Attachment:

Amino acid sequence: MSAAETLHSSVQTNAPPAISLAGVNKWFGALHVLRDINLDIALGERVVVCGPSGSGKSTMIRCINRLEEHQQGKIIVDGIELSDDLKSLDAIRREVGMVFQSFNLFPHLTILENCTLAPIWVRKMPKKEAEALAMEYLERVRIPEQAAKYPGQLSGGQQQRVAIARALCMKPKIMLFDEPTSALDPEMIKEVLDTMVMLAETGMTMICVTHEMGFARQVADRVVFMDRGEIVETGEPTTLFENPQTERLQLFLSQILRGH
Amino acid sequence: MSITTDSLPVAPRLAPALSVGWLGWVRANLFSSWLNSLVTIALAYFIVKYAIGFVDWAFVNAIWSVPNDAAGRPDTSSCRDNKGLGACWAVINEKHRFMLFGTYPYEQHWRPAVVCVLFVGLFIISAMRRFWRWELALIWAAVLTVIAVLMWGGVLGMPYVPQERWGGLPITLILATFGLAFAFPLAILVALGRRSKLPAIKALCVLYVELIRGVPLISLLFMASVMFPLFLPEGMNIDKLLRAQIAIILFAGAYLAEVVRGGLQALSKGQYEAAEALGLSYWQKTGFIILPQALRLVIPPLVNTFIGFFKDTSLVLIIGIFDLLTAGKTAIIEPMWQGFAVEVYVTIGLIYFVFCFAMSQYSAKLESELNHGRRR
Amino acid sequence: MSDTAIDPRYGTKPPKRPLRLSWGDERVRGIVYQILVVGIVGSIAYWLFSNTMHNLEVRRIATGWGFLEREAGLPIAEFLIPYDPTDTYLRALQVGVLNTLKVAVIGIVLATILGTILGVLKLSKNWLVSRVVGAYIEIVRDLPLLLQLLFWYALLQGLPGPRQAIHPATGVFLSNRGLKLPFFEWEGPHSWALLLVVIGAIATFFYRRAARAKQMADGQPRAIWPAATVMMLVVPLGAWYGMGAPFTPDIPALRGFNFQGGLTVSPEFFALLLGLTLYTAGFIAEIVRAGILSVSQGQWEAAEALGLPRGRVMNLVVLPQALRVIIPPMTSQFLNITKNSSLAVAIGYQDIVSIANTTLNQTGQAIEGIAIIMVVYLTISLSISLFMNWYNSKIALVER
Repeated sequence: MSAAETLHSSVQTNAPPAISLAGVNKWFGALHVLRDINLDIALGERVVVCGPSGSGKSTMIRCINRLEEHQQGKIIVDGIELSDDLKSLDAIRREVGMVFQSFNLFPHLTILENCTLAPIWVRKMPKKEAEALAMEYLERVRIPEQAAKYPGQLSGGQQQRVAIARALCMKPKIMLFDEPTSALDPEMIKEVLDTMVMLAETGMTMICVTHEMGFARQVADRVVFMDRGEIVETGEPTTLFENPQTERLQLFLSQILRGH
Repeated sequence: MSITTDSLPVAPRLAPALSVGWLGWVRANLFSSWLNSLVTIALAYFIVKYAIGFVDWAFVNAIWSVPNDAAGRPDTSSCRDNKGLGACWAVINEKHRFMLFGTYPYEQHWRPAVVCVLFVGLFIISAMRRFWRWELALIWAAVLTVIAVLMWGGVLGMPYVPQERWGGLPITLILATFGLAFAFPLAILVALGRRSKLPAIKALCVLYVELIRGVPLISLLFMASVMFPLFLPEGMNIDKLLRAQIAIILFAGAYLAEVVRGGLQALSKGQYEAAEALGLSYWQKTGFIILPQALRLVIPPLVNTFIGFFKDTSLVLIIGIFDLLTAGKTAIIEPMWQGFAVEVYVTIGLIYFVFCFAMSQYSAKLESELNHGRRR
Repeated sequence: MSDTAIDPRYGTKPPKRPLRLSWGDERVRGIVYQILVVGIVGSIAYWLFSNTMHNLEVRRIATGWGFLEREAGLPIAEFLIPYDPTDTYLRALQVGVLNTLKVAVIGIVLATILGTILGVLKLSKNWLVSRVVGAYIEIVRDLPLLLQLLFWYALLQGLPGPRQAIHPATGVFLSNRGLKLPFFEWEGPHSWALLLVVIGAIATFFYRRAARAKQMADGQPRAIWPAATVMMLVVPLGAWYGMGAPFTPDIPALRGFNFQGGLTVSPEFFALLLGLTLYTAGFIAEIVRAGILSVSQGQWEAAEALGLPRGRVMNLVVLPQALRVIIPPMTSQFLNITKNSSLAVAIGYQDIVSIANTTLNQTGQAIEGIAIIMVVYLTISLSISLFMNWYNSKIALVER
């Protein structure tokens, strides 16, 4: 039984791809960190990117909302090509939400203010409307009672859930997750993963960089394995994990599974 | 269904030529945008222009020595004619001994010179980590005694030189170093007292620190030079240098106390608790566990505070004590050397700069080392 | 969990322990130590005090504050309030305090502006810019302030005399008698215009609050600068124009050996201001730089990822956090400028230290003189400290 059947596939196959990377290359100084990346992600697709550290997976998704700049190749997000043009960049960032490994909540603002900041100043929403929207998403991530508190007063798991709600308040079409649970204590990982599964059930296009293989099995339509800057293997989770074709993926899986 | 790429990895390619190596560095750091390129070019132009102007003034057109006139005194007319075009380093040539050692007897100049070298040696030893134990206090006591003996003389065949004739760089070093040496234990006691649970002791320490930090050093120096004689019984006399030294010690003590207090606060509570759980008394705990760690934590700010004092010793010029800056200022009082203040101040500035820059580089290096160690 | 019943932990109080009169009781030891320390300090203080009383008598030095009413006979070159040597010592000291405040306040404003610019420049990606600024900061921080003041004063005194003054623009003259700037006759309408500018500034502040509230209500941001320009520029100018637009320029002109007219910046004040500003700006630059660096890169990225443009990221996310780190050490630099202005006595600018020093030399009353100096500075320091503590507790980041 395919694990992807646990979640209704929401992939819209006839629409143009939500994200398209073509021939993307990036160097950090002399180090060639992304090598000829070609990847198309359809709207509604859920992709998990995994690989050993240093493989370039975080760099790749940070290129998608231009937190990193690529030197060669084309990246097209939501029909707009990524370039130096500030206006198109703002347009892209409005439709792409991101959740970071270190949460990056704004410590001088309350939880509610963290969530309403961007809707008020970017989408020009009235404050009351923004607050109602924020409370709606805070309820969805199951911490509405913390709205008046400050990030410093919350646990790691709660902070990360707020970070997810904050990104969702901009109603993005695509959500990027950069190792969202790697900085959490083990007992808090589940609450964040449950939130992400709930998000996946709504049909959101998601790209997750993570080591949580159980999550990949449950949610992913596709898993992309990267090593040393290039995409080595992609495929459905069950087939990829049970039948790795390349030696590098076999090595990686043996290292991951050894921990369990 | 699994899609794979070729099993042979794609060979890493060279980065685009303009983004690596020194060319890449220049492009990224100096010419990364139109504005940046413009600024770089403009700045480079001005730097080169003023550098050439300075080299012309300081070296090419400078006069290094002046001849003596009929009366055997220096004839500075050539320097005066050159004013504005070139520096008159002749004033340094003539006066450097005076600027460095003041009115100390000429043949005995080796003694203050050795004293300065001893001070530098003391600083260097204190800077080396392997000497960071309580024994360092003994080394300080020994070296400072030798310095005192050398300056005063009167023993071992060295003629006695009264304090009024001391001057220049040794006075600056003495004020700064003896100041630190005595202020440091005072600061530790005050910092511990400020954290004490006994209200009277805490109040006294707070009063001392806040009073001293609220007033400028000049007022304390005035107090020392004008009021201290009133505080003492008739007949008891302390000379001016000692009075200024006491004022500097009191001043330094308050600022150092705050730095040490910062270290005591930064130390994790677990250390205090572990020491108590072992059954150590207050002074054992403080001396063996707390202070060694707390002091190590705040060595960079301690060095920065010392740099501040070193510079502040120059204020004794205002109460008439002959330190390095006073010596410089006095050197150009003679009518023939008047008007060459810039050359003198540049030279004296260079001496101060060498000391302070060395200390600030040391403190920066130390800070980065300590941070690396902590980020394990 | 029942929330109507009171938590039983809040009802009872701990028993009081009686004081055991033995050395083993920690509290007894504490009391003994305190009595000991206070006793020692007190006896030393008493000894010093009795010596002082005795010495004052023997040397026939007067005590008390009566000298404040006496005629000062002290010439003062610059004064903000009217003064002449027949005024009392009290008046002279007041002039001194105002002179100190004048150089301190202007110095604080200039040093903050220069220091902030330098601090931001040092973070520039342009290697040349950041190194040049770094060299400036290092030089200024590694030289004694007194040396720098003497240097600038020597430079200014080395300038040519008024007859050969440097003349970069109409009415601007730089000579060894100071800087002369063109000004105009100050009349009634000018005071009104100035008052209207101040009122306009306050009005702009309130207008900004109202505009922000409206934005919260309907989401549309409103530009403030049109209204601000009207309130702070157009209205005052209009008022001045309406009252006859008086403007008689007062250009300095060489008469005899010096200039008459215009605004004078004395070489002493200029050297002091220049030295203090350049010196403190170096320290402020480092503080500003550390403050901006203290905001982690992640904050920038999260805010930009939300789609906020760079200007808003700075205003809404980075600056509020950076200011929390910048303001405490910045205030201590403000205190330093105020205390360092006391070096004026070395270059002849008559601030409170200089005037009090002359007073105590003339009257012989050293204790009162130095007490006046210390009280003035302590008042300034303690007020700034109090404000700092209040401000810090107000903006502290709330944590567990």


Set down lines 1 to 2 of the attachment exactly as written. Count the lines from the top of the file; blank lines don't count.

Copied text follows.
Amino acid sequence: MSAAETLHSSVQTNAPPAISLAGVNKWFGALHVLRDINLDIALGERVVVCGPSGSGKSTMIRCINRLEEHQQGKIIVDGIELSDDLKSLDAIRREVGMVFQSFNLFPHLTILENCTLAPIWVRKMPKKEAEALAMEYLERVRIPEQAAKYPGQLSGGQQQRVAIARALCMKPKIMLFDEPTSALDPEMIKEVLDTMVMLAETGMTMICVTHEMGFARQVADRVVFMDRGEIVETGEPTTLFENPQTERLQLFLSQILRGH
Amino acid sequence: MSITTDSLPVAPRLAPALSVGWLGWVRANLFSSWLNSLVTIALAYFIVKYAIGFVDWAFVNAIWSVPNDAAGRPDTSSCRDNKGLGACWAVINEKHRFMLFGTYPYEQHWRPAVVCVLFVGLFIISAMRRFWRWELALIWAAVLTVIAVLMWGGVLGMPYVPQERWGGLPITLILATFGLAFAFPLAILVALGRRSKLPAIKALCVLYVELIRGVPLISLLFMASVMFPLFLPEGMNIDKLLRAQIAIILFAGAYLAEVVRGGLQALSKGQYEAAEALGLSYWQKTGFIILPQALRLVIPPLVNTFIGFFKDTSLVLIIGIFDLLTAGKTAIIEPMWQGFAVEVYVTIGLIYFVFCFAMSQYSAKLESELNHGRRR